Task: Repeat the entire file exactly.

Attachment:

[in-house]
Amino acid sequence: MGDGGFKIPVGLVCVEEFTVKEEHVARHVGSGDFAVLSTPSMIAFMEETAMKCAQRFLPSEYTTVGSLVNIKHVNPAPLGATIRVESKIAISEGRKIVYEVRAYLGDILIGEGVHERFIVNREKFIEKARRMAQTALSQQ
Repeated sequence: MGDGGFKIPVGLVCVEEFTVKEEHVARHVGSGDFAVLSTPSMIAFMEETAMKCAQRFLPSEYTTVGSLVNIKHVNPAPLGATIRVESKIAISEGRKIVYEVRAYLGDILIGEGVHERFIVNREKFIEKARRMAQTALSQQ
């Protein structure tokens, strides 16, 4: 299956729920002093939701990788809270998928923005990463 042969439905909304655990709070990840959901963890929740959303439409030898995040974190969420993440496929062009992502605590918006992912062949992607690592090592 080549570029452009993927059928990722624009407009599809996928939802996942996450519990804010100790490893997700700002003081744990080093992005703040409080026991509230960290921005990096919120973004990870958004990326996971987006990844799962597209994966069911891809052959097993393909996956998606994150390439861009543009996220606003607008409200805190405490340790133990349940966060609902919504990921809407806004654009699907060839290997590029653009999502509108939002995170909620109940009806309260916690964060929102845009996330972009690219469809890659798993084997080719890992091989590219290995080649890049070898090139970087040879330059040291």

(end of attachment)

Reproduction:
[in-house]
Amino acid sequence: MGDGGFKIPVGLVCVEEFTVKEEHVARHVGSGDFAVLSTPSMIAFMEETAMKCAQRFLPSEYTTVGSLVNIKHVNPAPLGATIRVESKIAISEGRKIVYEVRAYLGDILIGEGVHERFIVNREKFIEKARRMAQTALSQQ
Repeated sequence: MGDGGFKIPVGLVCVEEFTVKEEHVARHVGSGDFAVLSTPSMIAFMEETAMKCAQRFLPSEYTTVGSLVNIKHVNPAPLGATIRVESKIAISEGRKIVYEVRAYLGDILIGEGVHERFIVNREKFIEKARRMAQTALSQQ
């Protein structure tokens, strides 16, 4: 299956729920002093939701990788809270998928923005990463 042969439905909304655990709070990840959901963890929740959303439409030898995040974190969420993440496929062009992502605590918006992912062949992607690592090592 080549570029452009993927059928990722624009407009599809996928939802996942996450519990804010100790490893997700700002003081744990080093992005703040409080026991509230960290921005990096919120973004990870958004990326996971987006990844799962597209994966069911891809052959097993393909996956998606994150390439861009543009996220606003607008409200805190405490340790133990349940966060609902919504990921809407806004654009699907060839290997590029653009999502509108939002995170909620109940009806309260916690964060929102845009996330972009690219469809890659798993084997080719890992091989590219290995080649890049070898090139970087040879330059040291």